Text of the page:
Grandma’s apron

I don’t think our kids know what an apron is. I remember my grandmother always insisting I wore one when I visited her. She would say that it was always easier to wash an apron than a dress. I had several full pinafores which were an apron with a bib attached. I still wear one when I am cooking but it is a plasticized fabric so I sponge it off rather than wash it and when I forget to put it on, I nearly always make a mess of myself.

The principal use of Grandma’s apron was to protect the dress underneath, but along with that, it served as a potholder for removing hot pans from the oven.

It was wonderful for drying children’s tears, and on occasion was even used for cleaning out dirty ears.
From the chicken coop, the apron was used for carrying eggs, fussy chicks, and sometimes half-hatched eggs to be finished in the warming oven.

When company came, those aprons were ideal hiding places for shy kids. And when the weather was cold, grandma wrapped it around her arms. Those big old aprons wiped many a perspiring brow, bent over the hot wood stove.

Chips and kindling wood were brought into the kitchen in that apron. From the garden, it carried all sorts of vegetables. After the peas had been shelled, it carried out the hulls. In the fall, the apron was used to bring in apples that had fallen from the trees.

When unexpected company drove up the road, it was surprising how much furniture that old apron could dust in a matter of seconds. When dinner was ready, Grandma walked out onto the porch, waved her apron, and the men knew it was time to come in from the fields to dinner.
It will be a long time before someone invents something that will replace that ‘old-time apron’ that served so many purposes.

Grandma used to set her hot baked apple pies on the window sill to cool. Her granddaughters set theirs on the kitchen counter to thaw.

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5 Responses

  1. Oh, you’re so right! We have all forgotten about the aprons. You really have got all the advantages with it here. Very well written I must say 🙂 Excellent post really.

    I remember that my Mom had one too. Of course many Mom’s in those days were attending schools of domestic science and learnng all about how to take care of a home properly. I know my Mom did and I must say it paid off. Ah, her cooking were excellent and especially the sauces. Yummy. And she really knew how to make – or more like sorcery – dinner out from nothing. My parents didn’t have much money.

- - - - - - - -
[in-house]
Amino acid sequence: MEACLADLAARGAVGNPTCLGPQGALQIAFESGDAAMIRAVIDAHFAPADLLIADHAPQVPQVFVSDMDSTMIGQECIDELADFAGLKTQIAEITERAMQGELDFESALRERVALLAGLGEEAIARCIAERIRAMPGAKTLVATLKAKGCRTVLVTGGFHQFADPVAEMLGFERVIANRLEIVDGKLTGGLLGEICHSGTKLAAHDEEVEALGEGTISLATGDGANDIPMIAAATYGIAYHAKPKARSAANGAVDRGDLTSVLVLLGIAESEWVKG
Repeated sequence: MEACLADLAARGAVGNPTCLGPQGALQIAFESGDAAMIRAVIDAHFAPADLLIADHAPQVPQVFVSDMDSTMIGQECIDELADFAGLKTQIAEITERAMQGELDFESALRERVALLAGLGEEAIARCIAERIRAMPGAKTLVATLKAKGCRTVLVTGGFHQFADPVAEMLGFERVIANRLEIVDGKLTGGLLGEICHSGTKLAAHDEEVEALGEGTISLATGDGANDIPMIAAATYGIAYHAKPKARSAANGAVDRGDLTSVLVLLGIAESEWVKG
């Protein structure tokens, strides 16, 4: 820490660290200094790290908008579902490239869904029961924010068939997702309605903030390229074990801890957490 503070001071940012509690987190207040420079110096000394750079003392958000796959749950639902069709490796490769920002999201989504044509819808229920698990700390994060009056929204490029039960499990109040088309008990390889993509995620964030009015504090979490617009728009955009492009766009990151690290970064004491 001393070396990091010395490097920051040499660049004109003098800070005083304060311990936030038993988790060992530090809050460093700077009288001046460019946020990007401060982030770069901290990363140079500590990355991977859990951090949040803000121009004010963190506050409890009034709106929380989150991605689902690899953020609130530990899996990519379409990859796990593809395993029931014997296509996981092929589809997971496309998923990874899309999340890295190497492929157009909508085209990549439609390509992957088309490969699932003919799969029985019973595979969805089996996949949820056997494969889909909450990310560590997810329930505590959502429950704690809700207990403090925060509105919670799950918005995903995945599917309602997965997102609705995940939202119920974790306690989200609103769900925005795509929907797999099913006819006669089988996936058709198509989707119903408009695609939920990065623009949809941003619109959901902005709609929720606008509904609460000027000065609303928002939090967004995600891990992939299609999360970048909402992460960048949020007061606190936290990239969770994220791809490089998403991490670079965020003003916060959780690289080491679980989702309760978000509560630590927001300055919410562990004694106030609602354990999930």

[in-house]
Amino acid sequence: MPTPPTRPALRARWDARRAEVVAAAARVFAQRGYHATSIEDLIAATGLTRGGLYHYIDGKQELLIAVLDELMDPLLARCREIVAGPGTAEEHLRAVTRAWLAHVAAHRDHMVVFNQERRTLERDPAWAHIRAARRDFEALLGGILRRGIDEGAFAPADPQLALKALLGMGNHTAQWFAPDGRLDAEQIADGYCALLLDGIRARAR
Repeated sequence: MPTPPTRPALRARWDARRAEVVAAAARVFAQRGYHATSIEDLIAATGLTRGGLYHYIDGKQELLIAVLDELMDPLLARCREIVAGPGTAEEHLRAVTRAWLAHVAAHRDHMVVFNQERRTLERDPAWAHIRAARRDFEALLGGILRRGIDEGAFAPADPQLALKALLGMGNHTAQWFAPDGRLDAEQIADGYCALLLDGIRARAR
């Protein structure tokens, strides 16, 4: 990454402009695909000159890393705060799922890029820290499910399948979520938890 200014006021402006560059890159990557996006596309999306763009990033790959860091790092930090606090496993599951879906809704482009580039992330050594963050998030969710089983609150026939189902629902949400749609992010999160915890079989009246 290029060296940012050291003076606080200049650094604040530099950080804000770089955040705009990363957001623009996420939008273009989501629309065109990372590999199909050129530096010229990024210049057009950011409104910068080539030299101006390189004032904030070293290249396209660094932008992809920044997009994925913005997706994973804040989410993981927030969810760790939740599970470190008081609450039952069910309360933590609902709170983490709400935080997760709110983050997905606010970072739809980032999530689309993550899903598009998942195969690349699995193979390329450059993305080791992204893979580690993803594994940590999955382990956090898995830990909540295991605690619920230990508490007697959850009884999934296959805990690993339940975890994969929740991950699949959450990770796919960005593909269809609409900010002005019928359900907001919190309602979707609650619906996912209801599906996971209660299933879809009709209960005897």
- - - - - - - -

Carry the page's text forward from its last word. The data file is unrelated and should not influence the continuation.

Thanks for passing by leaving the nice comment 🙂

  2. I always wear an apron when I’m baking. I’m a messy baker and it helps to keep the clothes clean.

  3. Many of the things you mentioned about “Grandma’s apron” were among my own memories of my Grandma. She always wore and apron -always! Hers were a bib apron but with armhole openings and they tied in the back. I started about six years ago making bib aprons but the pattern I use has a strap type neck and then a slimmer tie in the back, plus mine are squared whereas my grandma’s aprons all were rounded at the bottom and often had lace trim around them too.
    I’ve come to love using an apron and it’s saved many items of clothing from getting badly stained with tomato sauces, greasy substances, chocolate -you name it! For the life of me, I can’t undertand why so many people go without an apron as they’re easy to throw on, equally easy to launder too and can save a whole lot of regrets with respect to other clothing.

  4. I have an apron. It was my son’s when he worked at McDonald’s. I’ve had others but I don’t know where they are now. I tend to wear an apron only on holidays when I am dressed nice. I never knew either of my grandmother’s.

  5. I sure remember aprons. Going to high school there was a course called home economics. Before we took the course we had to make an apron. I still remember that apron. Bright yellow with small blue flowers. I don’t remember wearing it after the course but isure remember the apron. And it had big pockets and we made a matching pot holder. oh, memories.

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